• Predictive Maintenance
  • Transportation Efficiencies
  • Connected Vehicles
  • Vehicle Fleets

The Rise of Connected Vehicles Is Changing the Approach to Vehicle Maintenance

Jun 14, 2018

In late April, I attended the Advanced Clean Transportation Expo in Long Beach, California. One of the main themes at the Expo was how the penetration of Internet of Things (IoT) technologies enhances commercial vehicles. Currently, commercial vehicle maintenance is preventative; meaning maintenance is scheduled to occur after some interval of mileage or time, and whenever an engine light notifies a driver that maintenance is needed. However, with the increasing application and prevalence of connected sensors throughout vehicles, fleet owners are shifting away from the traditional approach to maintenance.

From Interval Maintenance to Maintenance On-Demand 

As more vehicles become connected and as more sensors are added to track more parts, there is a shift away from preventative maintenance toward new models.

Vehicles equipped with connected sensors are already enabling changes to the maintenance chain. OEMs have begun using telemetry data to offer remote diagnostics services for fleet managers who own vehicles with connected sensors. Remote diagnostics can enhance vehicle maintenance by providing real-time analysis of engine fault codes and other component issues to enable faster, more informed maintenance. However, these remote diagnostics tools are often reactionary in nature, and work alongside preventative maintenance strategies. And for fleet managers, the holy grail of connected vehicles is predictive maintenance.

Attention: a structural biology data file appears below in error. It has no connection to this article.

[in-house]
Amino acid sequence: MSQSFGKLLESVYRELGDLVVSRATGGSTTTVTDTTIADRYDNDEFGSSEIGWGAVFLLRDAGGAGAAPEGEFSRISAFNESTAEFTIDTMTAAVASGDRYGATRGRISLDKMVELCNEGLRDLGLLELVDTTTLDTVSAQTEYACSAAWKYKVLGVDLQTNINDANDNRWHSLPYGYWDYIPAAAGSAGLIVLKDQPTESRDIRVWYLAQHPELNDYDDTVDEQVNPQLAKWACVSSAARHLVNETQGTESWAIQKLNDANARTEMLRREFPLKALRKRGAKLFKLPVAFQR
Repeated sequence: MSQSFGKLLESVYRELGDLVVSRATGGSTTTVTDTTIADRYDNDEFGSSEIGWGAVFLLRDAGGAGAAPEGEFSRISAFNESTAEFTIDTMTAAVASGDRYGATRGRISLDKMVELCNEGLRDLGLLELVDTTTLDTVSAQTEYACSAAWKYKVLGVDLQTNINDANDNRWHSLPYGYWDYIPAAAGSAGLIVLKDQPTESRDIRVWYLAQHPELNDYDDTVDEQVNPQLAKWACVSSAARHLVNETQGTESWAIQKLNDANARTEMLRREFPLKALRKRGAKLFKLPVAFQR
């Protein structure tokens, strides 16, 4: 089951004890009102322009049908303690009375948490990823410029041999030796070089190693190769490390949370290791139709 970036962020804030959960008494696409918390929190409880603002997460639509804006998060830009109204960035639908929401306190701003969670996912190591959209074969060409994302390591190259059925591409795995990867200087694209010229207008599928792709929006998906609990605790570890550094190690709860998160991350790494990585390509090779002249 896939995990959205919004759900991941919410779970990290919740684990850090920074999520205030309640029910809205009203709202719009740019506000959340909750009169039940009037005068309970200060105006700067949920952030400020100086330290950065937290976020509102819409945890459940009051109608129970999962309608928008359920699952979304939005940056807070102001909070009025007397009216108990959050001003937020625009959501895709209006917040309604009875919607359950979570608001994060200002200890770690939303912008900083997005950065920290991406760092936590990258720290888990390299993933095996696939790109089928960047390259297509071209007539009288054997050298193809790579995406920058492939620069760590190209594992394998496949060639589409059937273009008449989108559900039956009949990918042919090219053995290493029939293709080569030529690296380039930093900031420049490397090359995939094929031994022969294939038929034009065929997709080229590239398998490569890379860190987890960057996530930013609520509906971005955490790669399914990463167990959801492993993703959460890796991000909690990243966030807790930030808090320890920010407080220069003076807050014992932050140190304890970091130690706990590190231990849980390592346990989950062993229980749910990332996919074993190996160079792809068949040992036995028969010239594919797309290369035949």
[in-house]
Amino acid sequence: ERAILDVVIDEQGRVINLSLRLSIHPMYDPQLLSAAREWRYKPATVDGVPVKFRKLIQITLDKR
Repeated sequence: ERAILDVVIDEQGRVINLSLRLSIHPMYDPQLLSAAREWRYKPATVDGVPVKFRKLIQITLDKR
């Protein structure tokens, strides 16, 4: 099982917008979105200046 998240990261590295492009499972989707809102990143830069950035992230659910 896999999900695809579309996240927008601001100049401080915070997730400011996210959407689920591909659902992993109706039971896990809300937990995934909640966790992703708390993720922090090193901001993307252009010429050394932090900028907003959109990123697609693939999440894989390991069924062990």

Using connected vehicle sensors, predictive maintenance would enable fleet managers to stay on top of maintenance requests and fix parts before they fail. By aggregating telemetry data collected from a vehicle fleet and correlating it with component failure history, predictive models can be built that project the service life of components. As the real-time data of components, such as the starter battery or brakes, begins to resemble what happens leading up to a failure, the vehicle can be serviced before it needs unscheduled downtime. This enables fleets to reduce their vehicle downtime and reduce costs by avoiding catastrophic maintenance events. As fleets become more reliant on predictive maintenance and vehicles come equipped with more sensors to track most—if not all of—a vehicle’s components, there will be less need for preventative and scheduled maintenance to take place.

The Future of Predictive Maintenance and IoT

IoT technologies are also expanding into the connected vehicle space. Edge analytics of vehicle components, in particular, will be hugely impactful on fleet management. Currently, most of the telemetry data gathered for remote maintenance is not analyzed at the point of data collection (also known as the edge). Rather, much of the remote diagnostics data analysis happens in the cloud. As vehicle component sensors become more advanced and IoT-enabled, more of the data analysis used for remote diagnostics and predictive maintenance will occur at the edge by embedding the lifecycle models that were developed in the cloud from aggregate data. As the number of sensors on each vehicle grows and becomes more sophisticated in collecting data, so too will the volume of data grow. Moving large amounts of data will become a consideration in the costs of real-time analysis. A shift toward edge maintenance, where the analysis used to make maintenance decisions happens at the sensor, will reduce the amount of data needing to be sent to the cloud.

These changes will require the status quo of vehicle maintenance to change over the next 5-10 years as the technology continues to penetrate the vehicle population and as fleet managers realize the added value in such services. Stakeholders on the maintenance side and those upstream will need to adapt to new business models where predictive and edge maintenance replace current business models that revolve around scheduled and catastrophic maintenance. These new maintenance models may have to become more integrated with other platforms to remain competitive with their service delivery and parts availability.